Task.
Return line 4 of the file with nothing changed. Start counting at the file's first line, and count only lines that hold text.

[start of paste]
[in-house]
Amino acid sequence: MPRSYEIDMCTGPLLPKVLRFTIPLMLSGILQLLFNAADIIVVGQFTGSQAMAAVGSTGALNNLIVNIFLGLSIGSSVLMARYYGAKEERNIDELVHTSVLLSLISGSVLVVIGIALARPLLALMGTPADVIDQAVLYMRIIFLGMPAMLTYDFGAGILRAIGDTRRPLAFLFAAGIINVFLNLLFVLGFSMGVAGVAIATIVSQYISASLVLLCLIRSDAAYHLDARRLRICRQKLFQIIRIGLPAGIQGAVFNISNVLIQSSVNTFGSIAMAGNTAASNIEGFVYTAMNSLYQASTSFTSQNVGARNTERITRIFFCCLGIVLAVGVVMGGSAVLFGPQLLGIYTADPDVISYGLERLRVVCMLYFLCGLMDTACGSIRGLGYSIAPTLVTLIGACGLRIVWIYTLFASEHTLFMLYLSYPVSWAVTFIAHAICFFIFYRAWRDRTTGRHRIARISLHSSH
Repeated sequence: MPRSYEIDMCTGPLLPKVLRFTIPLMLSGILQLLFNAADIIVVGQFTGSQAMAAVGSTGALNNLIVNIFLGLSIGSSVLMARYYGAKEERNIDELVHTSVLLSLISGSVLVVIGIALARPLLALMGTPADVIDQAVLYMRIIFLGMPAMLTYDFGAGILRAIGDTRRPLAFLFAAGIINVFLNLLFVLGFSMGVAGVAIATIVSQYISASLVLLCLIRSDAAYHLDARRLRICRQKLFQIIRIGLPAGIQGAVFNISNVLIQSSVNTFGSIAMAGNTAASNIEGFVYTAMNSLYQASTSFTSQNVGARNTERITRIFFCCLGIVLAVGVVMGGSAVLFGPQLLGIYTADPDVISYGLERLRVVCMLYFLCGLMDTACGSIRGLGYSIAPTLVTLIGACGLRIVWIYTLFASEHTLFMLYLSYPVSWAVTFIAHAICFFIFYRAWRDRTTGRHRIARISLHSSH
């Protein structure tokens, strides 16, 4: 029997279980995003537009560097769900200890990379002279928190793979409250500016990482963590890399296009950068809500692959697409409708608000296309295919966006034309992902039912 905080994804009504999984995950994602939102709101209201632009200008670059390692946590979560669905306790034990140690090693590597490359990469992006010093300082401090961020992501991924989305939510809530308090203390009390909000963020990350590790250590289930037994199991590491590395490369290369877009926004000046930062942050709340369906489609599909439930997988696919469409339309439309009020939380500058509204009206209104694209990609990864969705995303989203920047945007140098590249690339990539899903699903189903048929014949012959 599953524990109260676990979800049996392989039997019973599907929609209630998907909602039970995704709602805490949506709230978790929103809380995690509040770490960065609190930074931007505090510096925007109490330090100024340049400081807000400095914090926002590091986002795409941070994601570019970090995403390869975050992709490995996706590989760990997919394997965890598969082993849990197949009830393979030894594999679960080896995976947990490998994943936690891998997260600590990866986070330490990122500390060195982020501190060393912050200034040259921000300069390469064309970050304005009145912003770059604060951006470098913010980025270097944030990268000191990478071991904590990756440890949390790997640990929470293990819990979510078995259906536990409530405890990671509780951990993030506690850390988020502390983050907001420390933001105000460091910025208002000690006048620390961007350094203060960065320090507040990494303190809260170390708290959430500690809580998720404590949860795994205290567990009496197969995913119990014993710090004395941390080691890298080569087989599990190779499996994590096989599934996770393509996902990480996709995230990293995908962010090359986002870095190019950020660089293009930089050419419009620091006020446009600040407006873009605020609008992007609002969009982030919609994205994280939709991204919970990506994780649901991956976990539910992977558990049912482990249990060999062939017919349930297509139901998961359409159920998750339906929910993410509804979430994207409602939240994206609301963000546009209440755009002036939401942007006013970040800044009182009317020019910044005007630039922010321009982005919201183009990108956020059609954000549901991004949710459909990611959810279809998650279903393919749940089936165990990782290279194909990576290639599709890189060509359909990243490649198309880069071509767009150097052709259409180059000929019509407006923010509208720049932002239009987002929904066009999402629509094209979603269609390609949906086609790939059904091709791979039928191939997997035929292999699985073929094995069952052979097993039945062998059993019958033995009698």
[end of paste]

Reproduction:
């Protein structure tokens, strides 16, 4: 029997279980995003537009560097769900200890990379002279928190793979409250500016990482963590890399296009950068809500692959697409409708608000296309295919966006034309992902039912 905080994804009504999984995950994602939102709101209201632009200008670059390692946590979560669905306790034990140690090693590597490359990469992006010093300082401090961020992501991924989305939510809530308090203390009390909000963020990350590790250590289930037994199991590491590395490369290369877009926004000046930062942050709340369906489609599909439930997988696919469409339309439309009020939380500058509204009206209104694209990609990864969705995303989203920047945007140098590249690339990539899903699903189903048929014949012959 599953524990109260676990979800049996392989039997019973599907929609209630998907909602039970995704709602805490949506709230978790929103809380995690509040770490960065609190930074931007505090510096925007109490330090100024340049400081807000400095914090926002590091986002795409941070994601570019970090995403390869975050992709490995996706590989760990997919394997965890598969082993849990197949009830393979030894594999679960080896995976947990490998994943936690891998997260600590990866986070330490990122500390060195982020501190060393912050200034040259921000300069390469064309970050304005009145912003770059604060951006470098913010980025270097944030990268000191990478071991904590990756440890949390790997640990929470293990819990979510078995259906536990409530405890990671509780951990993030506690850390988020502390983050907001420390933001105000460091910025208002000690006048620390961007350094203060960065320090507040990494303190809260170390708290959430500690809580998720404590949860795994205290567990009496197969995913119990014993710090004395941390080691890298080569087989599990190779499996994590096989599934996770393509996902990480996709995230990293995908962010090359986002870095190019950020660089293009930089050419419009620091006020446009600040407006873009605020609008992007609002969009982030919609994205994280939709991204919970990506994780649901991956976990539910992977558990049912482990249990060999062939017919349930297509139901998961359409159920998750339906929910993410509804979430994207409602939240994206609301963000546009209440755009002036939401942007006013970040800044009182009317020019910044005007630039922010321009982005919201183009990108956020059609954000549901991004949710459909990611959810279809998650279903393919749940089936165990990782290279194909990576290639599709890189060509359909990243490649198309880069071509767009150097052709259409180059000929019509407006923010509208720049932002239009987002929904066009999402629509094209979603269609390609949906086609790939059904091709791979039928191939997997035929292999699985073929094995069952052979097993039945062998059993019958033995009698």